Article Text


Matrix metalloproteinases-3, -8, -9 as markers of disease activity and joint damage progression in early rheumatoid arthritis
  1. I Tchetverikov1,2,
  2. L R Lard2,
  3. J DeGroot1,
  4. N Verzijl1,
  5. J M TeKoppele1,
  6. F C Breedveld2,
  7. T W J Huizinga2,
  8. R Hanemaaijer1
  1. 1TNO Prevention and Health, PO Box 2215, 2301 CE Leiden, The Netherlands
  2. 2Department of Rheumatology, Leiden University Medical Centre, Leiden, The Netherlands
  1. Correspondence to:
    Dr R Hanemaaijer, TNO Prevention and Health, PO Box 2215, 2301 CE, Leiden, The Netherlands;


Objective: To analyse the relation between systemic levels of pro-MMP-3, -8, and -9 matrix metalloproteinase (MMP) activity in α2 macroglobulin (α2M)/MMP complexes and the progression of joint destruction in patients with recent onset rheumatoid arthritis (RA).

Methods: 109 patients with RA of recent onset were entered into this longitudinal study. Patients were followed up for two years; clinical data, blood samples, and radiographs were obtained at baseline and at 1 and 2 years. Serum levels of MMPs were measured by sandwich ELISA and MMP activity assays.

Results: During the two years joint damage progressed from 0 to 10 (median Sharp score, p<0.001). Stable levels of pro-MMP-3 and a significant decrease in the levels of pro-MMP-8 and -9 and α2M/MMP complexes were seen throughout the two years. Regression analysis showed that serum pro-MMP-3 levels at disease onset were independently associated with the progression of joint damage (B=0.7, 95% CI 0.3 to 1.1, p=0.001). Based on the rate of joint destruction, patients were divided into two subgroups: patients with mild and severe joint damage progression. The pro-MMP-3 levels were significantly higher in the group with severe compared with mild disease at all times. Levels of pro-MMP-8 and -9 were decreased in both groups, whereas α2M/MMP complex levels decreased in the group with mild disease only.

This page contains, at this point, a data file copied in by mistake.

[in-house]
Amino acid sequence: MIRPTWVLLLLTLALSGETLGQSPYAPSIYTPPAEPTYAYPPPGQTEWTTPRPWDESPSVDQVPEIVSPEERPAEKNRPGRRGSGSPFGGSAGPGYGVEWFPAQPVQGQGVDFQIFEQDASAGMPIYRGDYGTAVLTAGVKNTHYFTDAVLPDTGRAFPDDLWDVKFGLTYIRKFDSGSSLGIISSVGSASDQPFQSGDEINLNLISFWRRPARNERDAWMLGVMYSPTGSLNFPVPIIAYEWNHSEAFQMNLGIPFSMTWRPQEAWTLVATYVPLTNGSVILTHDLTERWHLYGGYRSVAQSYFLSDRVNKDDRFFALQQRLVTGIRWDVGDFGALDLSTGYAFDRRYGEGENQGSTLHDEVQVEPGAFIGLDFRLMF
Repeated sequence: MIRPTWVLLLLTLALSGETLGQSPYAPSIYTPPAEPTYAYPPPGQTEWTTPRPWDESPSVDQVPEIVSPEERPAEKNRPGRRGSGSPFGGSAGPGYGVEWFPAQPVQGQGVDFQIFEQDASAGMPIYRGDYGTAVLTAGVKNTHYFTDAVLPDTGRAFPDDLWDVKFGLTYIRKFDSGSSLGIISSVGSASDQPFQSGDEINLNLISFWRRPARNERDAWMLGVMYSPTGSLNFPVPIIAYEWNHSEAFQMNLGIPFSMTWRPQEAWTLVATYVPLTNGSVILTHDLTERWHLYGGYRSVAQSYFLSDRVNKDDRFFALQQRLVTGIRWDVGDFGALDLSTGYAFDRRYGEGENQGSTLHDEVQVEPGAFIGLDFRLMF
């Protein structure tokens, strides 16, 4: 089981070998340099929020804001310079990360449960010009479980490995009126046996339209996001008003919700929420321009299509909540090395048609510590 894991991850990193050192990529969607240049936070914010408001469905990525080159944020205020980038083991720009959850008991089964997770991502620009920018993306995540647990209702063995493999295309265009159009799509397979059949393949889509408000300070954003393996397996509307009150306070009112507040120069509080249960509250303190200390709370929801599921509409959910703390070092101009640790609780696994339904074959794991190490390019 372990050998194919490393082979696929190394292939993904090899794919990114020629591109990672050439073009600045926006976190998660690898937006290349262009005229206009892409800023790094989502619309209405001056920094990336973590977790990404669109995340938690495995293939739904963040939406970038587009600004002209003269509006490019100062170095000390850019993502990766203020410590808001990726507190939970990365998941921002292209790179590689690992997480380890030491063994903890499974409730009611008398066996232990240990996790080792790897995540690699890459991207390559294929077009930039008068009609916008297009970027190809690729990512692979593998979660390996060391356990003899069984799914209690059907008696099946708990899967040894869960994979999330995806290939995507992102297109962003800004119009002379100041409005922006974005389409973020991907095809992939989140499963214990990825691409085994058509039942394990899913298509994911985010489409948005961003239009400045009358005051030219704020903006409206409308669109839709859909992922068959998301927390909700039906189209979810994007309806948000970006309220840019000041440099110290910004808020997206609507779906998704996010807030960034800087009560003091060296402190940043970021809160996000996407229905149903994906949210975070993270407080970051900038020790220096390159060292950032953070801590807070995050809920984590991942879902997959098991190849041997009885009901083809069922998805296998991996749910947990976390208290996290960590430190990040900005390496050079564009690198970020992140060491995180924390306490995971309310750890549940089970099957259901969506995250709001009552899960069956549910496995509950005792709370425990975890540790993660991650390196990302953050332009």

Conclusion: Serum levels of the MMPs studied are associated with disease activity, but serum pro-MMP-3 levels at the onset of disease are also predictive of joint damage progression.

  • matrix metalloproteinases
  • rheumatoid arthritis
  • joint damage
  • ACR, American College of Rheumatology
  • α2M, α2 macroglobulin
  • CI, confidence interval
  • CRP, C reactive protein
  • DAS, disease activity score
  • DMARD, disease modifying antirheumatic drug
  • EAC, early arthritis clinic
  • ELISA, enzyme linked immunosorbent assay
  • JDS, joint damage score
  • MMP, matrix metalloproteinase
  • RA, rheumatoid arthritis
  • RF, rheumatoid factor
  • SE, shared epitope
  • SF, synovial fluid
  • TIMP, tissue inhibitor of matrix metalloproteinase

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Rheumatoid arthritis (RA)1 is a chronic and potentially crippling disease characterised by systemic inflammation and joint tissue degradation. Degradation of articular cartilage is one of the early features of the disease and is mediated by the increased activity of proteolytic systems.1 Among several enzymes involved in the process, matrix metalloproteinases (MMPs) have been shown to have an important role in the invasion of the synovial tissue in cartilage, cartilage destruction, and bone erosion formation.2,3 Increased levels of MMPs are found in tissue, in the synovial fluid (SF), and in the systemic circulation of patients with RA. Based on the substrate specificity, the family of MMP enzymes is subdivided into subgroups such as stromelysins (MMP-3, -10, and -11), collagenases (MMP-1, -8, -13), gelatinases (MMP-2, -9), and membrane-type MMPs (MMP-14, -17, -22, -24, -25).4